A trial using high-tech shark drumlines has started on Sydney's northern beaches.
"State-of-the-art" shark drumlines have been rolled out on Sydney's northern beaches as part of a trial to protect beachgoers.
Starting on Sunday, 20 SMART drumlines will be used between Barrenjoey and Newport beaches and between Dee Why and Manly beaches until mid-May.
Minister for Primary Industries Niall Blair said the technology was aimed to complement shark nets to ensure everything was being done to protect beachgoers.
"We're leading the world in trials of this technology but in order to continue to learn more about shark movements and the effectiveness of this technology we need to be testing it at some of our busiest beaches," he said in a statement on Sunday.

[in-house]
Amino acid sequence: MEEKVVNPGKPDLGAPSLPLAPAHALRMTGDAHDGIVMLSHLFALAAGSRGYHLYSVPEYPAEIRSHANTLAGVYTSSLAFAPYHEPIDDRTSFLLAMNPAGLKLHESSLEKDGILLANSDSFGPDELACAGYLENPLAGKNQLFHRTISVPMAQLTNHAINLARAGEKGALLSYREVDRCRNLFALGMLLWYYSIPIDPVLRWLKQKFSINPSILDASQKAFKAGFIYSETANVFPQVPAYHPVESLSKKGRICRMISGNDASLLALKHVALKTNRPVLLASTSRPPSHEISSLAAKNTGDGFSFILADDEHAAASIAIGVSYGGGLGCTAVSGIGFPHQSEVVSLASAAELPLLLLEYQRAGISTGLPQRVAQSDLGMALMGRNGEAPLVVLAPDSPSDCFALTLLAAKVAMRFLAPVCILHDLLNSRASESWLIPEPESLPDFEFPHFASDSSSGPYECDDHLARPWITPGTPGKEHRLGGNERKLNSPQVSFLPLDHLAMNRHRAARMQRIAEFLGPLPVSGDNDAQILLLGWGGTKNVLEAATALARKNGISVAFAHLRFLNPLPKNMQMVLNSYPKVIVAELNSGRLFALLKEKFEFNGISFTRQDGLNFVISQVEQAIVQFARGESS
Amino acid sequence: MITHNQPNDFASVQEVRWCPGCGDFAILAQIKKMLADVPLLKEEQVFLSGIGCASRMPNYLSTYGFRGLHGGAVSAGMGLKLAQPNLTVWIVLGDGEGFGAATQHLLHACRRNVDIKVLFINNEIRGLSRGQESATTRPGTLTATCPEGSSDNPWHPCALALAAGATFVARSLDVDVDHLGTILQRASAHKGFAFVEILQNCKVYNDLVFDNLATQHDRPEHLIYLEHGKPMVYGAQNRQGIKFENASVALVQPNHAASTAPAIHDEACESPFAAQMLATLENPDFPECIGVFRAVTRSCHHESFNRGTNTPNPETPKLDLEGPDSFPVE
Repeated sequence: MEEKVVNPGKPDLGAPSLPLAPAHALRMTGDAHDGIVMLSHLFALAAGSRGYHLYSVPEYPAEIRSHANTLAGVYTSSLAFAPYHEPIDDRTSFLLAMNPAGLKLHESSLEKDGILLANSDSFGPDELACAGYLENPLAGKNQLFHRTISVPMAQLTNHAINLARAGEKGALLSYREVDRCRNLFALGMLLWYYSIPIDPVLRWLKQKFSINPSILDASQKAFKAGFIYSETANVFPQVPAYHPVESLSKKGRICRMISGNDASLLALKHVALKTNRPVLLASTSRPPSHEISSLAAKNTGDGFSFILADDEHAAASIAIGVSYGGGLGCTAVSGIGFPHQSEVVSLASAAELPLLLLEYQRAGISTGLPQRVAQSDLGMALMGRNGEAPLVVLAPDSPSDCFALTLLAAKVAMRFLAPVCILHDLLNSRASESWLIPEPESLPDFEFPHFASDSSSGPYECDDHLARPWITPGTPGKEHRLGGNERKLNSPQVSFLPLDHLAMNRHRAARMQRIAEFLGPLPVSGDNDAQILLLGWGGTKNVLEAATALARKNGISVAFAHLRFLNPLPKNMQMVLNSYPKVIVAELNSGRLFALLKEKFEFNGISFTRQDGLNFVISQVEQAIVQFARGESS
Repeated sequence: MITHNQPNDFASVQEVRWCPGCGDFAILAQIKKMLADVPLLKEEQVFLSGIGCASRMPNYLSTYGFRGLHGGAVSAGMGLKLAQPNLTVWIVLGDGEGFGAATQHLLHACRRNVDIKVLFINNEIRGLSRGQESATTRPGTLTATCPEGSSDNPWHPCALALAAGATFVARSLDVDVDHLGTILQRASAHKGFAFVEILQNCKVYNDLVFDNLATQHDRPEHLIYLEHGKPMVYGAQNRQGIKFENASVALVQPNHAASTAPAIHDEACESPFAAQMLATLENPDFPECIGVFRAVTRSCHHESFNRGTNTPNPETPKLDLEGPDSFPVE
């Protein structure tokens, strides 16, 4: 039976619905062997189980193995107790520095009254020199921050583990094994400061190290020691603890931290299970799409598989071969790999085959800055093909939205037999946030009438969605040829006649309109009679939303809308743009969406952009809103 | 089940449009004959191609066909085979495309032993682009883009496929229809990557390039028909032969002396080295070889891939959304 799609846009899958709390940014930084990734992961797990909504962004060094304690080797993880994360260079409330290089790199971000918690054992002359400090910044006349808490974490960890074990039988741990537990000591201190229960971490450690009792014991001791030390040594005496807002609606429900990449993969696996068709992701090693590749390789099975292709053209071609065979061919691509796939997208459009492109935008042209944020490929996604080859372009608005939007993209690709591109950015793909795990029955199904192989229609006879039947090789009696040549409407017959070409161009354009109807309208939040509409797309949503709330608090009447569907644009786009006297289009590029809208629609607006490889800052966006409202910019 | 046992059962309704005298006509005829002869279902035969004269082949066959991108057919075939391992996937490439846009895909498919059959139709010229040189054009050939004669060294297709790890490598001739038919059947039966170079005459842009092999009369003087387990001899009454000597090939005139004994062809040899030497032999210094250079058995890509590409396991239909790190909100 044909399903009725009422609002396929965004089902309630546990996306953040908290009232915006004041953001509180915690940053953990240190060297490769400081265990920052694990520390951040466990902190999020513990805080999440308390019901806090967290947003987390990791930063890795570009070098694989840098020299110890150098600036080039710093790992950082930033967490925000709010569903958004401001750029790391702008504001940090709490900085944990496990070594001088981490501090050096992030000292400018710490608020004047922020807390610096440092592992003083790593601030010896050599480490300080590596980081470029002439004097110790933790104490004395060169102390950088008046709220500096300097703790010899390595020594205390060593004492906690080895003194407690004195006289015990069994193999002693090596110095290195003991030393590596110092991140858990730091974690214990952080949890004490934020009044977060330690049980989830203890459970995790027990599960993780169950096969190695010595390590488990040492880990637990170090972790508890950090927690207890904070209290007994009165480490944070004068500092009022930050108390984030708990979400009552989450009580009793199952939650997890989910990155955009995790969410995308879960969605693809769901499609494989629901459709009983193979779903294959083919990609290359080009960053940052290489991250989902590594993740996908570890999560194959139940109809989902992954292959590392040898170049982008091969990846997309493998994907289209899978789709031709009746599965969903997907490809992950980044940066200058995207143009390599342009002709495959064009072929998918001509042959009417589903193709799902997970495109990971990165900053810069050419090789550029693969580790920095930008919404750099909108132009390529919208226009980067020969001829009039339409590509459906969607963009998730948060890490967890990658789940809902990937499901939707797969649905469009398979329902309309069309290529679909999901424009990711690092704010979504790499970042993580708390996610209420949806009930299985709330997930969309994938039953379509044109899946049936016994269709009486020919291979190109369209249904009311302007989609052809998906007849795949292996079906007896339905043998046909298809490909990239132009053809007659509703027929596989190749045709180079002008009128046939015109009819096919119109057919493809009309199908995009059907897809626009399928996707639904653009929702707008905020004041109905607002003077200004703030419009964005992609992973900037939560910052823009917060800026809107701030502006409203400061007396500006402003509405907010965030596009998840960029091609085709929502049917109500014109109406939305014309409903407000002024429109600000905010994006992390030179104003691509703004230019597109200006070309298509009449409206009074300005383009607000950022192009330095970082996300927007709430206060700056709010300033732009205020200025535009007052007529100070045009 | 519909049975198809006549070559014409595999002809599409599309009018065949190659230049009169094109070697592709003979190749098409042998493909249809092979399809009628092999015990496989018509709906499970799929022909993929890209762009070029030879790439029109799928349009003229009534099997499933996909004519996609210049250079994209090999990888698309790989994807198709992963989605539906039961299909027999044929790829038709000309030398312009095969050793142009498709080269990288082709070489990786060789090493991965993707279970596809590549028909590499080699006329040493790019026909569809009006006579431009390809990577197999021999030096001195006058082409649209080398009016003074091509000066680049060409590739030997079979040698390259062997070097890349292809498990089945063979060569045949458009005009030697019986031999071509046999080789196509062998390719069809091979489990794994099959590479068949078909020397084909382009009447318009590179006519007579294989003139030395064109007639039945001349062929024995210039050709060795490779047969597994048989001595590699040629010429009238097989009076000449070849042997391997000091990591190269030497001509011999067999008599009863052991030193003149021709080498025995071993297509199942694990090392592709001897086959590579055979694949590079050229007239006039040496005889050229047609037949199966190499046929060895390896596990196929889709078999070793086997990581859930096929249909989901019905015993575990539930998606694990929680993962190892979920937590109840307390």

Material from the NSW government says that "the state-of-the-art technology differs greatly from the operation of traditional drumlines as they are designed and operated to maximise the survival of sharks and other marine animals caught".
The drumlines consist of a satellite-linked communications unit, which is attached to a hook with a mullet, and two buoys.
The devices are set 500 metres offshore each morning near existing shark nets to be collected at the end of the day.
The drumlines - 10 of which were introduced to Newcastle beaches about two weeks ago - alert a nearby boat crew when an animal is caught.
The crew then tags and releases sharks and immediately releases any marine animals.
Mr Blair said the government had no intention of removing shark nets from Sydney, Wollongong or Newcastle beaches.
More than 30 SMART (Shark Management Alert in Real Time) drumlines are operating on the NSW north coast including popular surf breaks such as Lennox Head and Ballina.
Two three-month trials starting next month in Tathra and between Pambula and Merimbula are also planned.